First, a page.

I've been using BART (Bayesian Additive Regression Trees) for both regression and classification problems. BART, unlike many other tree based models, provides you with uncertainties on its predictions. So for a regression problem it will for example provide:

y_estimated = 100 +- 10

for a a classification problem:

y_prob = 0.6 +- 0.1

For the regression, it is reasonably intuitive to check the intervals provided. E.g., we can test that 90% of our test samples fall within their 90% confidence interval provided by the model.

For classification, I don't seem to find a similar approach. I found multiple papers [1][2] that assess calibration for both regression and classification models, but they seem to do this fundamentally different for regression and classification models. For regression problems, the provided uncertainty (+- 10 in our example, but in general a Gaussian distribution e.g.) is assessed, while for classification problems not the provided error but the estimated point estimate of probability is assessed (with a scoring rule).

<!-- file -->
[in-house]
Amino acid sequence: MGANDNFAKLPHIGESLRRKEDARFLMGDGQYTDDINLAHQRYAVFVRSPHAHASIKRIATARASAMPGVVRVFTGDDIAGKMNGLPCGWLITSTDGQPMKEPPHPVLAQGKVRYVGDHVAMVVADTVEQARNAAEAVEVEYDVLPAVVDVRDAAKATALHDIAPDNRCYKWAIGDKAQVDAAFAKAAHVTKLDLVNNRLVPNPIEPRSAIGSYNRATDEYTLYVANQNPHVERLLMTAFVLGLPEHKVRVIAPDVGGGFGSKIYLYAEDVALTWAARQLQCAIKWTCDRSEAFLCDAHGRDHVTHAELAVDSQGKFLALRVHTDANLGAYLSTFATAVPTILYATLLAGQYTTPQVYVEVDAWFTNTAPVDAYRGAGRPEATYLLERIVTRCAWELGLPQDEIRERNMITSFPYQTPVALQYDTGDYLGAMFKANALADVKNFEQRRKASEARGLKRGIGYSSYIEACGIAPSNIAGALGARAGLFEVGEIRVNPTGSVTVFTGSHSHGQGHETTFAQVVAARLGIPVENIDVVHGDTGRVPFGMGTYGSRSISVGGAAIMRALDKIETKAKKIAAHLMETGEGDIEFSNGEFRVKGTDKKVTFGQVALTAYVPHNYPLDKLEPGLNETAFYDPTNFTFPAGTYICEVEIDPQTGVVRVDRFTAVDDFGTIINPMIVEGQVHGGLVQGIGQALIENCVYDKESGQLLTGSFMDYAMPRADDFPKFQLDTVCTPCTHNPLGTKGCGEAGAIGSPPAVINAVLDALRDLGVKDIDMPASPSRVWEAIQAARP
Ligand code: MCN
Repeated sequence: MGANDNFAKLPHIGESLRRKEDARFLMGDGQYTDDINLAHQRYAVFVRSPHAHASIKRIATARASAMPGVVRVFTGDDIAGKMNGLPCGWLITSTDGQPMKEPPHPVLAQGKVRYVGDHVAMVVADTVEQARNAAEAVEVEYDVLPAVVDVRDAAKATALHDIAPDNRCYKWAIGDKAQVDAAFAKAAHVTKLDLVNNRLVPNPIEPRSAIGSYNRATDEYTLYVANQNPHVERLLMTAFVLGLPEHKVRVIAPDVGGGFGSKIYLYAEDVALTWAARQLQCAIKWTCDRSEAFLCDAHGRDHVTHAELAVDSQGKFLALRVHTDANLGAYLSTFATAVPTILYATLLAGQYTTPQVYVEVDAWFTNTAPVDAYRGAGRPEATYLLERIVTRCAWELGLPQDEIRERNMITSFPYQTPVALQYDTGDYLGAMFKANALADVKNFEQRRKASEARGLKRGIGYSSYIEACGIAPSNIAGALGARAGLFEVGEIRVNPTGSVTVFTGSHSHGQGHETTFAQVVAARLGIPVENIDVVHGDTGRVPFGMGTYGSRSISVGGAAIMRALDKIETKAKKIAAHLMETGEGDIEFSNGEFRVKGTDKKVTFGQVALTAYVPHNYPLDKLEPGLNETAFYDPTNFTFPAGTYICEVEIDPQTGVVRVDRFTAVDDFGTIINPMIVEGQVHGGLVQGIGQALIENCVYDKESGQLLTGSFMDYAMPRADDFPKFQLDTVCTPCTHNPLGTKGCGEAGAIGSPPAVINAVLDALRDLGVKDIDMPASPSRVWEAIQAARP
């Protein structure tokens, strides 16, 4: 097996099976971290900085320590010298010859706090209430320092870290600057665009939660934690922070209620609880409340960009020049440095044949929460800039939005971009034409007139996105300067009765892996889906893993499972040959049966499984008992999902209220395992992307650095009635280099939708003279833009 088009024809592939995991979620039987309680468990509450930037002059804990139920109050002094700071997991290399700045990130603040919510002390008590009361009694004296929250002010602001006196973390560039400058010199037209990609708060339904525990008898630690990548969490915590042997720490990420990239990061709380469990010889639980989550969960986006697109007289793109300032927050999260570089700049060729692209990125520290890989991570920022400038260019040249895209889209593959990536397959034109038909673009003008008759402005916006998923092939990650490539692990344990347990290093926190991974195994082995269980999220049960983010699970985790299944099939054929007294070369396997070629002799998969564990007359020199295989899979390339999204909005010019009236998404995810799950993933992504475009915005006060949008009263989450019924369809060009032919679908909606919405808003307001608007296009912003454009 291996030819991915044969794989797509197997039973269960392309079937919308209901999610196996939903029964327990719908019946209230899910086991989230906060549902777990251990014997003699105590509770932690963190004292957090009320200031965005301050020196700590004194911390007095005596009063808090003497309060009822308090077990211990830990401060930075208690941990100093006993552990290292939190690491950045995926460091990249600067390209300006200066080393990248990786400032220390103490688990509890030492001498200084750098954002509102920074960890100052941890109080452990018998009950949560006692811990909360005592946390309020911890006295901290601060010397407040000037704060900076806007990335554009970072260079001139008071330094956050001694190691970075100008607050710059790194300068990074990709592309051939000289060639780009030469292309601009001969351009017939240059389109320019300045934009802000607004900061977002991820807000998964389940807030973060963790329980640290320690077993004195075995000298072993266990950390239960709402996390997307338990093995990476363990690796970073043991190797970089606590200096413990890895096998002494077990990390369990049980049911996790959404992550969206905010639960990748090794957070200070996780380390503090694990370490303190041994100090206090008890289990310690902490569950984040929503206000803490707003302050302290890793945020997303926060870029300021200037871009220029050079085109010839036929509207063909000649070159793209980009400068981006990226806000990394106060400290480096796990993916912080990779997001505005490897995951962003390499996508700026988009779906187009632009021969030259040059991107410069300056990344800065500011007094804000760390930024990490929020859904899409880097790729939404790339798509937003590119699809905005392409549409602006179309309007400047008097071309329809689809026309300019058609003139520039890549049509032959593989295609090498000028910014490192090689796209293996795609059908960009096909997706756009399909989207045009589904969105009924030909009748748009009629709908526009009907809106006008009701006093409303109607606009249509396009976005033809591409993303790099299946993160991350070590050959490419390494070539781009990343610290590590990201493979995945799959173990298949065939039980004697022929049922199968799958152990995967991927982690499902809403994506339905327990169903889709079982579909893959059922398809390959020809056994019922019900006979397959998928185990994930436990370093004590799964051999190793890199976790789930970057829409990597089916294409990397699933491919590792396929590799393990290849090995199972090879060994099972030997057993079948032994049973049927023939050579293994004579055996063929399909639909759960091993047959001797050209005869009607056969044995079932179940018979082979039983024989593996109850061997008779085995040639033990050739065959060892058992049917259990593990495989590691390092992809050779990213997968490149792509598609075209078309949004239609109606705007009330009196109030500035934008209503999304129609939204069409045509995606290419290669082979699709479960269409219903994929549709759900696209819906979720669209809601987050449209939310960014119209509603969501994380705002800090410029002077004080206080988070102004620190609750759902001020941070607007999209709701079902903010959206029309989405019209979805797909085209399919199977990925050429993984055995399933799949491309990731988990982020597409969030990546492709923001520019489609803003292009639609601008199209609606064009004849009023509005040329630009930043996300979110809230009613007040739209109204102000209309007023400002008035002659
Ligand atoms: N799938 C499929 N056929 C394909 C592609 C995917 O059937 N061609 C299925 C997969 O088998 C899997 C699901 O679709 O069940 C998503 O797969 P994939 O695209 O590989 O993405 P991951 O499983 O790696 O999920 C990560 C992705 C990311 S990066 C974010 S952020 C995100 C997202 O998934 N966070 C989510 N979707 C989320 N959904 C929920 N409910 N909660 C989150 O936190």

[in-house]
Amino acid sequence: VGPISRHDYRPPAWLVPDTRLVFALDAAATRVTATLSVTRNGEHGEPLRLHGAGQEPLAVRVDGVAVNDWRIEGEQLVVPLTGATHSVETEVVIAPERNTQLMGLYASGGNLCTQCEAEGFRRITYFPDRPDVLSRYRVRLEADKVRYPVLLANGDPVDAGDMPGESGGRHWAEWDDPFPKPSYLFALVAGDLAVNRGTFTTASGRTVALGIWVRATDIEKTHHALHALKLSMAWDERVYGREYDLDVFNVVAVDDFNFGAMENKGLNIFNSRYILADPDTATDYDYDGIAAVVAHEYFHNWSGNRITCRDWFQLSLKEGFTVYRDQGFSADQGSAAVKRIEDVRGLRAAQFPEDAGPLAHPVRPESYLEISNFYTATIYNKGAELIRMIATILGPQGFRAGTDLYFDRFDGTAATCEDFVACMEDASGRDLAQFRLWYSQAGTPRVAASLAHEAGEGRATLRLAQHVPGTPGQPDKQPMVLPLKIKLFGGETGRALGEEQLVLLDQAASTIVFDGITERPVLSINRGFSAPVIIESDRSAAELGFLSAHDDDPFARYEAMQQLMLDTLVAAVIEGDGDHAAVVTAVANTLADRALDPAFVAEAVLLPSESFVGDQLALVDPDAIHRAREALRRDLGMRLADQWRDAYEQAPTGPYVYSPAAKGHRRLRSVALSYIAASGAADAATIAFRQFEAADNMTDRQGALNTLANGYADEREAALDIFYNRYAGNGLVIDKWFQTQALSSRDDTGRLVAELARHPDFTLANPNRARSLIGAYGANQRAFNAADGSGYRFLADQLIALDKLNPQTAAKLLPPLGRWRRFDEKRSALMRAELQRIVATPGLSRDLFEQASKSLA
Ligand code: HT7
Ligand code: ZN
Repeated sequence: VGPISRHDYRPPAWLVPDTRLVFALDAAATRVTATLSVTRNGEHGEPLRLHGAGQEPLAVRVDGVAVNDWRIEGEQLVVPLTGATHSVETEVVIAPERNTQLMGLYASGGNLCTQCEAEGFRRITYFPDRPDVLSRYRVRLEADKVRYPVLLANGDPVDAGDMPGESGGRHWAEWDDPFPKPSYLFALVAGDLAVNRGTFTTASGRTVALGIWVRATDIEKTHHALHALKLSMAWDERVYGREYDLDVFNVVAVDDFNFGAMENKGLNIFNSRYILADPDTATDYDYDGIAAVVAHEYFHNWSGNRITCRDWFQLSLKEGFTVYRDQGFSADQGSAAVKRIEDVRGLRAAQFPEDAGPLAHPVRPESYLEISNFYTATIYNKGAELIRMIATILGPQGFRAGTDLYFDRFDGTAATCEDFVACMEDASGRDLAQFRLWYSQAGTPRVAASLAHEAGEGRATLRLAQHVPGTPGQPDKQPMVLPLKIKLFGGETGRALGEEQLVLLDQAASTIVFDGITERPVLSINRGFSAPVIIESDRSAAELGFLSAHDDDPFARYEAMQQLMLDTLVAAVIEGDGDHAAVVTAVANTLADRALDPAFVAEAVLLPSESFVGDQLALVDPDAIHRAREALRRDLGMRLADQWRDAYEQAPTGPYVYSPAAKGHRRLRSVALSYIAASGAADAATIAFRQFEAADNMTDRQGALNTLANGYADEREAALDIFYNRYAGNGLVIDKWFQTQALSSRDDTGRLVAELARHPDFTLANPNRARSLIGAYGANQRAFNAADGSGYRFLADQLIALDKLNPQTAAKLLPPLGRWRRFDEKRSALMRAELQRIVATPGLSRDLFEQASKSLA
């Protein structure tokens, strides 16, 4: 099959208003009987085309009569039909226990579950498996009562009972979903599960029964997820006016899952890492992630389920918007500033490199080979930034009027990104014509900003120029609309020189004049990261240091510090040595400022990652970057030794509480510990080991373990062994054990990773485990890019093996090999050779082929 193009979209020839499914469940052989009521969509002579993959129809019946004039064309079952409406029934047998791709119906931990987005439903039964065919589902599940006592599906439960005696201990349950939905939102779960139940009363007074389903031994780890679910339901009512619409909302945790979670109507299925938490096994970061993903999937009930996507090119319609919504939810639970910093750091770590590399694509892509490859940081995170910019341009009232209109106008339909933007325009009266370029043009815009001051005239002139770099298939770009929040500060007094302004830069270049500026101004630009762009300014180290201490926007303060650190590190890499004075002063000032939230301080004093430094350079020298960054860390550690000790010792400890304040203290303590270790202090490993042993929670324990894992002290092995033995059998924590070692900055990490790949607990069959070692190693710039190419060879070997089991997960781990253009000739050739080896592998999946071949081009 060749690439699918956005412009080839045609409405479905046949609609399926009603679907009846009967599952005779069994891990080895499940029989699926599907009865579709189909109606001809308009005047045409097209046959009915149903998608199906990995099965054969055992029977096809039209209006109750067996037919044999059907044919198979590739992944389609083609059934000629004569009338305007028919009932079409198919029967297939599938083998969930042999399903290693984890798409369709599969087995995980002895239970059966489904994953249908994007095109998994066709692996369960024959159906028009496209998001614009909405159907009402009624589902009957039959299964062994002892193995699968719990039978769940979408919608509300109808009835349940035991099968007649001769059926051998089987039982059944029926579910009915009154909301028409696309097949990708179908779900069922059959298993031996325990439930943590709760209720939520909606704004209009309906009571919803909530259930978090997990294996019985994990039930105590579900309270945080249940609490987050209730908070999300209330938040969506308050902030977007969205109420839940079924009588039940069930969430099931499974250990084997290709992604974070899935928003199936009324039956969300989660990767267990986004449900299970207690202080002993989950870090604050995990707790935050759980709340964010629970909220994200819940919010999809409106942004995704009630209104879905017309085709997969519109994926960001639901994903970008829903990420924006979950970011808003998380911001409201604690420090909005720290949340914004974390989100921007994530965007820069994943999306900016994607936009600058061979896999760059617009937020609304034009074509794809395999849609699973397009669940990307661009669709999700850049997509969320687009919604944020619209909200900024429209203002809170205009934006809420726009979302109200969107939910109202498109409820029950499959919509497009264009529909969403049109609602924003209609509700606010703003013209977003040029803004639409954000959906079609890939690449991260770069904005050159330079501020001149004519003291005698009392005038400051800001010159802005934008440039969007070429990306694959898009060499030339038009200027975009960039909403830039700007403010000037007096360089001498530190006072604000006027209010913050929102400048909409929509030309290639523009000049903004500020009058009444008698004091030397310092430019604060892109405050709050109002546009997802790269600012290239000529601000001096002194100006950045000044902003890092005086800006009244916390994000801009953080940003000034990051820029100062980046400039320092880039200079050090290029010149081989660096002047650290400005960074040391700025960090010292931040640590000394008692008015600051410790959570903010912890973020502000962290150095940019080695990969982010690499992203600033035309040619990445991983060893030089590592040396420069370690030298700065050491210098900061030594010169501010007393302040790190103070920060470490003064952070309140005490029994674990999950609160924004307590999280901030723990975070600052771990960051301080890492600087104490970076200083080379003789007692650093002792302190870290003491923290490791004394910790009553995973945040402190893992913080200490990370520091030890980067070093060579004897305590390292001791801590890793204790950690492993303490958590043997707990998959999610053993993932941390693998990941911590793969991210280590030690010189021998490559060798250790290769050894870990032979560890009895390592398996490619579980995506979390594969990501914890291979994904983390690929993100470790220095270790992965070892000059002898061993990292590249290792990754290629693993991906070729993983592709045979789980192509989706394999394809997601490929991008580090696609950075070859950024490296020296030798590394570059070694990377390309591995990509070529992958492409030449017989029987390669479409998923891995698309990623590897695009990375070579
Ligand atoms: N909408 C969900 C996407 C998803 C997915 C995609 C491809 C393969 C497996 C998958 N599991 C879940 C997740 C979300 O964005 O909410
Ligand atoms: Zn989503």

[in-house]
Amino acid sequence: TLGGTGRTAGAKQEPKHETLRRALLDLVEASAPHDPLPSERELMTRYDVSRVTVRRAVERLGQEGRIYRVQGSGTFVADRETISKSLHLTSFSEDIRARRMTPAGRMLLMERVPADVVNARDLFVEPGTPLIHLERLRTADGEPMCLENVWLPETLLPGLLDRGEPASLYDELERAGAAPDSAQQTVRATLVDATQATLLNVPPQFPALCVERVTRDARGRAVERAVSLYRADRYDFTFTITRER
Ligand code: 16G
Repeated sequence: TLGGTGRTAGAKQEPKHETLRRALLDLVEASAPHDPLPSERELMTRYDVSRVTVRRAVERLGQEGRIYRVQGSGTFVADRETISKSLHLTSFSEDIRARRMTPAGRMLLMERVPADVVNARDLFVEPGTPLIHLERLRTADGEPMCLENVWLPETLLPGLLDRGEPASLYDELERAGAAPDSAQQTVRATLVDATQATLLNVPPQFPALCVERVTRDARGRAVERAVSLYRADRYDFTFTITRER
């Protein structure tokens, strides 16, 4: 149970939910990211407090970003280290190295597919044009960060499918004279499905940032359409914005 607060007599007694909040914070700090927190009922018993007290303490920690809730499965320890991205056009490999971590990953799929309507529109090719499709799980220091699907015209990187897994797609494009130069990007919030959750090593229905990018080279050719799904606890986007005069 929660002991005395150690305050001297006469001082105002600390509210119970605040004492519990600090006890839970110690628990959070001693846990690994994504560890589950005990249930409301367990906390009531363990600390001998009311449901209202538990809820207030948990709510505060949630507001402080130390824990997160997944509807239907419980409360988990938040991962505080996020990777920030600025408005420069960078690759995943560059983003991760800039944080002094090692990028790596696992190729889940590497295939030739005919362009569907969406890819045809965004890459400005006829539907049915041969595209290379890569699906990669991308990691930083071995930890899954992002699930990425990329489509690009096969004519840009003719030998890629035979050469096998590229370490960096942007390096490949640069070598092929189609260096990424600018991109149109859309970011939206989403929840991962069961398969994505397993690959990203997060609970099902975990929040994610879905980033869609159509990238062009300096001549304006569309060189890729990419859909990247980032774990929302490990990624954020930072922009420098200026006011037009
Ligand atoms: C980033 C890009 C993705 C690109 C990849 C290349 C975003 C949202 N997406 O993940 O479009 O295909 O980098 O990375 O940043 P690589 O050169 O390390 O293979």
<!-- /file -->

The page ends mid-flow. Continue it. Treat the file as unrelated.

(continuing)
I suspect I'm missing something here? Are there ways to assess the quality of provided uncertainties on the probability estimate in classification problems? And if not, why?


[1] http://www.gatsby.ucl.ac.uk/~balaji/ensembles_nipsbdl16.pdf

[2] http://mlg.eng.cam.ac.uk/pub/pdf/QuiRasSinetal06.pdf


Your Answer

By clicking “Post Your Answer”, you agree to our terms of service, privacy policy and cookie policy

Browse other questions tagged or ask your own question.